A great movie image is not just a pretty frame. They convey a bigger picture, have ideas, and use the visual medium to the max. We picked 10 images we love from Indian cinema of the past decade:
At first it might seem like the Corsica portions of Imtiaz Ali's Tamasha are purely cosmetic – beautiful locales, dreamy views. But one striking frame (the lead image above) foretells Ved's internal conflict. It's a famous frame – Tara in the foreground watching Ved, and Ved watching the sunset seated alone on a ledge in the background. For the rest of the film, Tara watches as Ved wrestles between his crippling foreground (9-to-5 life) and his hidden artistic background (storytelling).
The fire blazing behind them is the rot of the harvest, but the obvious metaphor of it being the incinerated world that they foreground, of deep caste bias, is hard to miss. That this comes up in the moment of escape towards the big city, where caste might be less of a solid construct, is telling.
Few films made today are shot in black and white, fewer still exploit the medium as much as Ronny Sen's Cat Sticks. Set in the kind of abandoned, closed space that crack addicts prefer, the image above uses shape, form, shadows, line and smoke to create a picture of a haunting and mysterious quality.
In Kadal, it's when Tomas (Gautham Karthik) switches to a life of crime that he's asked to help Beatrice (Thulasi) with a delivery. As his life plummets more and more towards evil, he finds his hands painted red with blood again but not the kind that makes one guilty. He realises that blood can be spilled in the pursuit of creation and not just destruction. For a brief second, in that realisation, Thomas becomes Jesus himself.
The adventures of Khalujaan and Babban get a twist in this sequel, where the conmen get conned by their own male gaze. Emblematic of this twist is a beautifully conceived frame in which – after the women Begum Para and Muniya, otherwise the mistress and maid, are reunited – we see the shadows of their joy reflected on the wall behind Khalujaan, dwarfing him. The lesbian subtext, inspired by Ismat Chughtai's "Lihaaf", dawns upon the two men just as it so aesthetically dawns on the viewers of the film here.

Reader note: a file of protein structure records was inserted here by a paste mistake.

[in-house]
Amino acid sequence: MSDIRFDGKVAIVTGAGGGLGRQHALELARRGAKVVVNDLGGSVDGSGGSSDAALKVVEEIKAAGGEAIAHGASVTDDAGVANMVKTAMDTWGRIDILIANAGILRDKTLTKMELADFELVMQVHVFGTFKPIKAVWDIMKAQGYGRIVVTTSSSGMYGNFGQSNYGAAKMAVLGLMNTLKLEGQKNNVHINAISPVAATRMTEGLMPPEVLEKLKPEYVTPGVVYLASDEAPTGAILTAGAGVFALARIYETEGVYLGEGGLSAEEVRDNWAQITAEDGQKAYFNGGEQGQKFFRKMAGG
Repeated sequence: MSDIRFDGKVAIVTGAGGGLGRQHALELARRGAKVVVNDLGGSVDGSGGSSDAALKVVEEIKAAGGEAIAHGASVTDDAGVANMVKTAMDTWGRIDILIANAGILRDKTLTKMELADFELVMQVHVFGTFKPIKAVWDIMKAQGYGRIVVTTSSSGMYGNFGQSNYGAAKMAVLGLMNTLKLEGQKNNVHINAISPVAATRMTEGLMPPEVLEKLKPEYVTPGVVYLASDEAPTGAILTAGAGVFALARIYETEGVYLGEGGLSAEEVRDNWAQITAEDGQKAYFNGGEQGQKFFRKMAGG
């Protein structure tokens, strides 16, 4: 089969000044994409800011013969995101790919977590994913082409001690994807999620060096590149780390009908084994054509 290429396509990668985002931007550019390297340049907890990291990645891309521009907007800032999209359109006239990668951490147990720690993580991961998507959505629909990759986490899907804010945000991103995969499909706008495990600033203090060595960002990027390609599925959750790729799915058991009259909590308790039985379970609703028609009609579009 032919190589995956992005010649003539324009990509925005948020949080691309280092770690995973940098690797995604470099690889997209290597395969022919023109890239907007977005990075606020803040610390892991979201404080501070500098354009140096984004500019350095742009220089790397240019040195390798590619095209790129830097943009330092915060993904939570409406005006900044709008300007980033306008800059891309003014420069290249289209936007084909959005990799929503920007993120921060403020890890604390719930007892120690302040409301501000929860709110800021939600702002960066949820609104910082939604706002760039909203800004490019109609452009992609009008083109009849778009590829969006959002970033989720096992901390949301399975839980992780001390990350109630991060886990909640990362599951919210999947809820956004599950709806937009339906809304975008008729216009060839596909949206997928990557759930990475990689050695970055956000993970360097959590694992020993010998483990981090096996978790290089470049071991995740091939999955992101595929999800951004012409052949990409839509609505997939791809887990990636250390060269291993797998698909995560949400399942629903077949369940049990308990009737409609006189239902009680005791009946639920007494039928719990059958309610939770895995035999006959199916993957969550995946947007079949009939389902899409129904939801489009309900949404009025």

If there's one shot we can classify under a sub-section called "Mallu Still Life" it would have to be the image of Mahesh's spotless chappals, the two fruits in between and his freshly washed undies, with the man himself in the background. So simple yet primal in every way. It foreshadows the film's story of embarrassment and how it leads a man to swear off his chappals until he gets his revenge. It tells you more about the character than pages of exposition and it's also a thing of great beauty.
Appropriately for a film that's about adolescent isolation and displacement, Avinash Arun's Killa is composed of gorgeous overcast frames of the Konkan coastline. In most of them, the teenage protagonist Chinmay is tiny and alone, as if engulfed by the natural loneliness of his new world. This particular shot, however, has Chinmay peeking out of a fort ("Killa") on an excursion with his classmates. He's happy and free, and the image of the three empty windows to his right signifies that even his best moments are missing human company. The shot also visually reveals that, unbeknownst to Chinmay, the others have abandoned him at the gloomy fort.
Ranveer Singh's Murad, an aspiring rapper from Dharavi who is frustrated with his small-time life, works as a driver for a rich family. In this allegorical frame, Murad waits in the car on New Year's eve, while the star-lit parking lot bathes his shiny window panes in its reflection – creating an illusion of a spotlit stage calling out to its future star. This is all the shining he can do for now.
Calling this composition 'beautiful' might be a bit of a stretch but this image is worthy of a thousand laughs. A man so big he can barely fit into his own coffin. But it's the angle that makes it so blatantly funny. With his elbows sticking out, he resembles the cross he's holding. We barely know the man. We don't even see him, yet his excesses become obvious. The woman that's bawling over him isn't even his real wife.
It's the moon…It's a planet…It's the close-up of mustard oil, in all its glorious goldenness, being poured into a saucepan in order to cook fish curry. To see something so domestic being projected on a big cinema screen was hypnotic. Aditya Vikram Sengupta's film, about a working couple who hardly meet due to different shifts, revels in such details.